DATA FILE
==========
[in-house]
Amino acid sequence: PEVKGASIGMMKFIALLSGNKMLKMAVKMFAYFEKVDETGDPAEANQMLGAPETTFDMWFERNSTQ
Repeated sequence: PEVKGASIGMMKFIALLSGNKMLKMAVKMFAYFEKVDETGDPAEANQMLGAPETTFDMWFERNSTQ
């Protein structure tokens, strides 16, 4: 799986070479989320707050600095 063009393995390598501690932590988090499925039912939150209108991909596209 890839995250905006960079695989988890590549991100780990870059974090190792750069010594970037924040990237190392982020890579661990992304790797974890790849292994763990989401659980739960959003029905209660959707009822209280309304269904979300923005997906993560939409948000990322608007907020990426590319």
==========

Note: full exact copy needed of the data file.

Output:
[in-house]
Amino acid sequence: PEVKGASIGMMKFIALLSGNKMLKMAVKMFAYFEKVDETGDPAEANQMLGAPETTFDMWFERNSTQ
Repeated sequence: PEVKGASIGMMKFIALLSGNKMLKMAVKMFAYFEKVDETGDPAEANQMLGAPETTFDMWFERNSTQ
């Protein structure tokens, strides 16, 4: 799986070479989320707050600095 063009393995390598501690932590988090499925039912939150209108991909596209 890839995250905006960079695989988890590549991100780990870059974090190792750069010594970037924040990237190392982020890579661990992304790797974890790849292994763990989401659980739960959003029905209660959707009822209280309304269904979300923005997906993560939409948000990322608007907020990426590319």